Hayes’s murder occurred a day before Multnomah County Circuit Judge Thomas Ryan found Michael Strickland guilty of ten counts of unlawful use of a weapon, ten counts of menacing, and one count of second degree disorderly conduct. The charges against Strickland, who filmed various activist events and doctored the footage to fit his white supremacist agenda, stemmed from a Black Lives Matter rally and march last July when Strickland, claiming he felt his life was in danger, pulled his weapon and swept some people in the crowd with it. Photos clearly showed Strickland’s life was not in danger, and after he was talked down and led away, he was arrested. Strickland is white, had a real gun, and was a clear threat to the safety of numerous people, potentially many more than just the ten at whom he pointed his weapon, since in his pockets he had over 120 bullets.
Strickland is still alive.
Portland has seen its share of vigils for young Black people murdered by its police. Along with Hayes and Otis, police have also killed Aaron Campbell, Kendra James, and Deontae Keller. A scathing 2012 Department of Justice report found that Portland police “engaged in an unconstitutional pattern or practice of excessive force against people with mental illness,” and mentioned the “often tense relationship between PPB (Portland Police Bureau) and the African American Community.” The report led the City and police to adopt new practices and convene community input meetings with community input that were supposed to lead to reform. These meetings came across as little more than a dog and pony show, and it is hard to see Hayes’s murder as anything but another predictable failure.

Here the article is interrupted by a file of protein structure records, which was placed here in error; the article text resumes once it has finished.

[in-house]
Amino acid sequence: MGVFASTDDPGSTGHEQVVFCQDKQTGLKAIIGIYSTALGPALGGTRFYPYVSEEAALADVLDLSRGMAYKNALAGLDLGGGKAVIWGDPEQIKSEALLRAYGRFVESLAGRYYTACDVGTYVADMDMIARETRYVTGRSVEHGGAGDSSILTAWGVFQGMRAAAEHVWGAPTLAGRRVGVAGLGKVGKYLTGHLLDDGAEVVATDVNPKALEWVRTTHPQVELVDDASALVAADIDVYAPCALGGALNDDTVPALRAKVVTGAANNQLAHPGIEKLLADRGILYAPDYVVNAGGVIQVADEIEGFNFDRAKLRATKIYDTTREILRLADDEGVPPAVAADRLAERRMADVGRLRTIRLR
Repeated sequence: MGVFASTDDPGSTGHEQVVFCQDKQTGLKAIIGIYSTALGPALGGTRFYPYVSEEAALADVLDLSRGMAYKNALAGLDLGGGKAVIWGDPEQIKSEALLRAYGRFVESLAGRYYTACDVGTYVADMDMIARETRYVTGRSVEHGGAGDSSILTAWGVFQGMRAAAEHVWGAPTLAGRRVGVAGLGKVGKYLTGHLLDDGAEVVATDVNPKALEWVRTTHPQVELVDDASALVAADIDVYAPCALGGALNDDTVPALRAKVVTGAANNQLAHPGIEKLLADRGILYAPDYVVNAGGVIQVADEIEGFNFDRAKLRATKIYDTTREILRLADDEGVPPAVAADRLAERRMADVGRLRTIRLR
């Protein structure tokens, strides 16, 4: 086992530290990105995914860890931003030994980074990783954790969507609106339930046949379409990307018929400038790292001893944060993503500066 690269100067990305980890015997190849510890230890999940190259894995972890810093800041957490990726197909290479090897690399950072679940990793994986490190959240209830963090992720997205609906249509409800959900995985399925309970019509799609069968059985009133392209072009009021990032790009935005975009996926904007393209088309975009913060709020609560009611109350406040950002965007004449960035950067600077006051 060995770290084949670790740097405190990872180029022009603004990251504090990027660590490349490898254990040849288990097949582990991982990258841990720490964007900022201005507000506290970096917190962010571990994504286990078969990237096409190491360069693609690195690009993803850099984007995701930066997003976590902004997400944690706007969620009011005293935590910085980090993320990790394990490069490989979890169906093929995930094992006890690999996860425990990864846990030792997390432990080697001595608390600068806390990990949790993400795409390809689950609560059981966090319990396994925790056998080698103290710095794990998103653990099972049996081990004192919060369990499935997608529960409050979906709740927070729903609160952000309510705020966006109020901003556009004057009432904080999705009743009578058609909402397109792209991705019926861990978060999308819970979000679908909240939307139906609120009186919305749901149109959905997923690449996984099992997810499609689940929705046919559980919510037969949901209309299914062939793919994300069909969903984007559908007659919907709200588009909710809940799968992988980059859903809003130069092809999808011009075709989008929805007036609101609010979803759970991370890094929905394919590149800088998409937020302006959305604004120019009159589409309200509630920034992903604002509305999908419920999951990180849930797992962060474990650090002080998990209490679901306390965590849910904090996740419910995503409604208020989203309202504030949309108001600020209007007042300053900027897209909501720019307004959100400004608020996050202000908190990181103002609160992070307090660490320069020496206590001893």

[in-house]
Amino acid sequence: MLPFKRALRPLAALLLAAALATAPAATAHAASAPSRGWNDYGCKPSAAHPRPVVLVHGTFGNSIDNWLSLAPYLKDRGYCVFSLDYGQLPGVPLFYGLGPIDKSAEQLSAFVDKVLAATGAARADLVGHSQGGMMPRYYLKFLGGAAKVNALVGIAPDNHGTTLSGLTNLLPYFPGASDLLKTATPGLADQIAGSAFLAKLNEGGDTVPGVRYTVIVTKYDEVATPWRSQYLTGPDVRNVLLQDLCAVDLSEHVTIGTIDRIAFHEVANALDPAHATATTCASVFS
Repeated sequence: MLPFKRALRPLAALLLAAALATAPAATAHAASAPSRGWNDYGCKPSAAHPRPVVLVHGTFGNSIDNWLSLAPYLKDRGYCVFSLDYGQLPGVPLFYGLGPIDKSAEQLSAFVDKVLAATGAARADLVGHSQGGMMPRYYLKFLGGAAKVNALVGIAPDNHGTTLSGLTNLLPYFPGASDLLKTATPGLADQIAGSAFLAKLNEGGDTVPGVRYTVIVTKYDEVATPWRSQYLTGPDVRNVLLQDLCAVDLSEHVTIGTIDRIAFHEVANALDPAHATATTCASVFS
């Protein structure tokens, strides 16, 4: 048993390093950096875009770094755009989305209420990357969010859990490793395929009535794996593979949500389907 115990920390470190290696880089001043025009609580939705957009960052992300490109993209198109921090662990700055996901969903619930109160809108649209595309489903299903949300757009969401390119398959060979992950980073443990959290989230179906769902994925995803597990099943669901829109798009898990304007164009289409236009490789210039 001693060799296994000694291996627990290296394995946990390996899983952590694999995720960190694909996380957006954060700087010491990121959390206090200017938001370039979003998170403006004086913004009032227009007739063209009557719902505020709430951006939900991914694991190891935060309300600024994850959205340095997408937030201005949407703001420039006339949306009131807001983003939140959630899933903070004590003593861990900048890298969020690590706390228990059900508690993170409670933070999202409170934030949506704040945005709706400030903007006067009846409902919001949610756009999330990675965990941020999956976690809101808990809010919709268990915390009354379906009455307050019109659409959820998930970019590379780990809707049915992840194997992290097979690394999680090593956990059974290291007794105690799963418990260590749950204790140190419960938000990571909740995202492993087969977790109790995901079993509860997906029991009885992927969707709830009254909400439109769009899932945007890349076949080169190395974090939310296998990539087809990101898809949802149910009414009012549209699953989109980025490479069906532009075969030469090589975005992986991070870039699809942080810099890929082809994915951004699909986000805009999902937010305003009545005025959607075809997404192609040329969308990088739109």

When police opened fire with tear gas and rubber bullets on people protesting Donald Trump’s inauguration on January 20, they did so with Wheeler’s approval. Right off the bat, the new mayor appeared to haves given the police a checkered flag to use violence. Now, not surprisingly, Wheeler is asking Portland’s Black community to remain calm and be patient until the investigation into Hayes’s murder is complete. It is a familiar script wherein Wheeler goes on to ignore–and thus buttress–the glaring travesty of a police attempt to justify murder by focusing on the putative sins of the victim.
Even if the gun was real, even if Hayes robbed the man outside the hotel and even if he was breaking into a car, Hayes’ actions do not in themselves constitute an excuse for killing him.
As so often, in the face of tragedy there is resilience. There is the stubborn refusal of memory as well as an equally firm demand for justice. Between the unsurprising executive order from Donald Trump granting greater powers to police, and Mayor Wheeler, perhaps with an eye on the governor’s mansion burnishing his law and order credentials, that resilience and the expanding number of those bearing it while insisting that Black lives matter has become all the more necessary.
Don’t Shoot Portland will be hosting a rally and march at 11 AM on Monday February 20, beginning at the Federal Building on 1220 SW Third Avenue.